I know, I know.. I keep saying “That’s IT! I’m done doing vehicle conversions for Mad Maximillian 1934!“, but I have to admit, it’s fun, almost a hobby in itself. The latest and greatest vehicles on the table utilize a couple of diecast 1:43 scale vehicles from a Russian toy company that produces historical models based on their own history– in the Soviet phase. I’ll be danged if I can remember the manufacturer (I can’t read Cyrillic), but here you go: Re-purposed BA-20 Armored Car The old Soviets were crazy about having Scout armored cars in their armored ranks, and they made ton of different kinds. One of the earliest, and ironically, with a production year of 1934, was the BA-20. Under-powered and thinly armored, it was only produced in limited numbers. In common with most armored cars derived from cars, the BA-20 was largely road bound. The lack of all-wheel drive, high ground pressure and low power prevented it from moving cross-country except on
I rarely re-blog from another journal on this blog, and as Blogger.com and WordPress.com blogs don’t talk to each other easily, I’ll just post a note pointing towards the recent post on Joe’s blog, Scrum in Miniature. The Fun and the Fury: Mad Maximilian 1934. This post is his short commentary on our recent Max 34 game as the September event for the Second Saturday Scrum Club. Joe is very complimentary to the game (which I appreciate). The game session was invaluable for me to get the ebb and flow of the mechanics with a group, so I could run it effectively at FALL IN this year. I posted on the event recently, myself. One item Joe pointed out that I have missed the entire time. Eureka calls this game MAD Maximilian 1934 on their shelf displays in their booth at shows. They use the term on their website. It’s a cool name. Joe points out the rule book is called, simply “Maximillian 1934“. I honestly had never noticed it. I’m kind of surprised Mana Press fel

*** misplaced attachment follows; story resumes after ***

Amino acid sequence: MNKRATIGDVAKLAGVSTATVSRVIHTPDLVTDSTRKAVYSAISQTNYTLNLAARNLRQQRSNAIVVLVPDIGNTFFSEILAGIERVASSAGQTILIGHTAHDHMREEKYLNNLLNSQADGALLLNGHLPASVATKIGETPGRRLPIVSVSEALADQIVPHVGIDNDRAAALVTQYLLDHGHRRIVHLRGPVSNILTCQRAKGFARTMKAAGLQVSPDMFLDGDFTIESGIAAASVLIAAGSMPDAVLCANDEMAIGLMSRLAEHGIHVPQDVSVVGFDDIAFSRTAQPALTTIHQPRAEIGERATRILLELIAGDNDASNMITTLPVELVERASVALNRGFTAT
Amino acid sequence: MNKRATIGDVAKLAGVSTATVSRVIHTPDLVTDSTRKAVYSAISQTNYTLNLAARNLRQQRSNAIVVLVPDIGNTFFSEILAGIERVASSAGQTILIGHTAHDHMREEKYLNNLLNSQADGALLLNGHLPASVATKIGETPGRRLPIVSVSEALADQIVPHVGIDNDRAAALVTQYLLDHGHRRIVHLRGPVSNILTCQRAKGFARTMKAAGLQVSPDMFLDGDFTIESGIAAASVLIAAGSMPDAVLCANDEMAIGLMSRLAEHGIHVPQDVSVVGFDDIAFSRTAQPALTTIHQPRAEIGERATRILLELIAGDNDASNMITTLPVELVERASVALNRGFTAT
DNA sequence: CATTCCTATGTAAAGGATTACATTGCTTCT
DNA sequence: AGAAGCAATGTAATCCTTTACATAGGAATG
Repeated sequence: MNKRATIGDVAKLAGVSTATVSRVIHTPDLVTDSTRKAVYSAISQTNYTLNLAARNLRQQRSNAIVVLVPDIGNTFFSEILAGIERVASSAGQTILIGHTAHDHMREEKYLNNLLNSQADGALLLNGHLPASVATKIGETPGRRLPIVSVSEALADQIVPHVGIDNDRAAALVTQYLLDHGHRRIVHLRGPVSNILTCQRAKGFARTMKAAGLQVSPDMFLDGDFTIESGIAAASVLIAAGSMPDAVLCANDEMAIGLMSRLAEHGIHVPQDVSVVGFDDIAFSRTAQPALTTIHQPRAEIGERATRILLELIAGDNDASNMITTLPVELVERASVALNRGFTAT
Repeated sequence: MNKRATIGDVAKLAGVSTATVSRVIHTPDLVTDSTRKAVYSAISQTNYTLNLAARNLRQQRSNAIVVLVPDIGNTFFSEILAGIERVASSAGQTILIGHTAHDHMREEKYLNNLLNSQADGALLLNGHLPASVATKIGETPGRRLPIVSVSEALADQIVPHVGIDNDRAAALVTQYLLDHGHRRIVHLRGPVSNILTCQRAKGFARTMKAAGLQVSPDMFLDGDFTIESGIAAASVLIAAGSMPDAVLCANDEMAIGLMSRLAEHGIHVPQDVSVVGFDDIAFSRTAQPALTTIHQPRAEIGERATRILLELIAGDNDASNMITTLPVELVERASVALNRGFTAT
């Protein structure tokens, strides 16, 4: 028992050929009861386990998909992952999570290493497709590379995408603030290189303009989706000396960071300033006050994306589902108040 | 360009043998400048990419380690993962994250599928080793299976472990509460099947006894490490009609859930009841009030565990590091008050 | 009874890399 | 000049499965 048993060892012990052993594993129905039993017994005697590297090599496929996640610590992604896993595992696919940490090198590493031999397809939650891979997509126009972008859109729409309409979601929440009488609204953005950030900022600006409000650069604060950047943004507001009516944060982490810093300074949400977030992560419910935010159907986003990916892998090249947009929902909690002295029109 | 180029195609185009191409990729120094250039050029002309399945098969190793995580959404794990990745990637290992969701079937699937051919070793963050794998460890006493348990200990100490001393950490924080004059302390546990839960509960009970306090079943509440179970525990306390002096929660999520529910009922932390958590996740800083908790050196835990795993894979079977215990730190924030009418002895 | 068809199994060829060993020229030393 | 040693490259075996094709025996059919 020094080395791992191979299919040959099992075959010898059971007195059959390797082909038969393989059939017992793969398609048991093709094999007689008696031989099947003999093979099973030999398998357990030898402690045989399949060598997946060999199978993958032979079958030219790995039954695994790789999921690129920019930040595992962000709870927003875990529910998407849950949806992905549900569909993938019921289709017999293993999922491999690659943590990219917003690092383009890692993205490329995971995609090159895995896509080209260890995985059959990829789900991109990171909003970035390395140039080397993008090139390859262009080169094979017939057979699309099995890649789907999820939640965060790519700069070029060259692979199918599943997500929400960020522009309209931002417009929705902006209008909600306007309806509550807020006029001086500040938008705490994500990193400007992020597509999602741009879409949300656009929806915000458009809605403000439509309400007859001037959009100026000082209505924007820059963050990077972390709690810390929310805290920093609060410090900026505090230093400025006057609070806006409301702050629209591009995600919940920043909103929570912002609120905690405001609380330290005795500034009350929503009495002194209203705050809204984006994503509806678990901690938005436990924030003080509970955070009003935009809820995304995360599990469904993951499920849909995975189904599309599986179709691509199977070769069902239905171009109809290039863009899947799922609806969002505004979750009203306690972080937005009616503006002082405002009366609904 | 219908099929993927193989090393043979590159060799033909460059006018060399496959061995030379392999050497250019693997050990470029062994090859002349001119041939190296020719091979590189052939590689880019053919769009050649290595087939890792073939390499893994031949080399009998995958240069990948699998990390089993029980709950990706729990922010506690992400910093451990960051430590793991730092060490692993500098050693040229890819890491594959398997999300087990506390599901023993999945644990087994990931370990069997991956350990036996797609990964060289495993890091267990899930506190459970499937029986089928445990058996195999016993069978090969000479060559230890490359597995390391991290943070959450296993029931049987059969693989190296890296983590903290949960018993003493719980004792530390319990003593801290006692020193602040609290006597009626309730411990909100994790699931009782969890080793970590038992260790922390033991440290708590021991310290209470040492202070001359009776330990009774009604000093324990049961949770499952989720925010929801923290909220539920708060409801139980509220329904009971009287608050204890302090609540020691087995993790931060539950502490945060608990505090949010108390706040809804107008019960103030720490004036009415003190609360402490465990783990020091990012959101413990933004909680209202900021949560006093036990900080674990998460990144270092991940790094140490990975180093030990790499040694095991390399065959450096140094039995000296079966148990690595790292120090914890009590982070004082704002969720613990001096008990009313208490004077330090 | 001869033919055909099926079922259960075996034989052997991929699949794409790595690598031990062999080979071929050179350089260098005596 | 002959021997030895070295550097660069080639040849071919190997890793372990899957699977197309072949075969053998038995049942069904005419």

As you know if you read this blog from time to time, I’ve had kind of this thing about the Mad Maximilian 1934 game from Mana Press, car models produced by my old friend Nic Robson at Eureka Miniatures. I like the time period, I like the technology being represented and I’ve enjoyed converting the vehicle models to use in the game as past posts might indicate. Last Saturday was my first time running an actual of Mad Maximilian 1934 for a group of real players, namely the gaming group I play with, the Second Saturday Scrummers. I am signed up to run this game at Fall-IN this year, so I appreciated their kind forbearance and patience. It was a learning experience. Driver Al Einstein and the Red Masque machine! We had four players at start: Joe, John, Rich and Steve. Since I have enough cars for a large squad, we ran two vehicles per player. Every vehicle type was represented– Junkers, Jalopies, Motorcycles and Buggies. Jared arrived late and I gave him a team of Pedestrian Ambush type
Painted during a one on one teaching session with my buddy Newton Potter aka the Painting Noob. After discussing his goals and chosen theme we decided on post-apocalyptic. Naturally we chose a model in football armor, with some slight modifications. It...
I also painted a Lead Adventure miniature these last few days. The range has some amazing characters and I especially like the dudes with the gas masks! This guy was painted using the Army Painter dip and then highlighting over the dipped miniature. I'...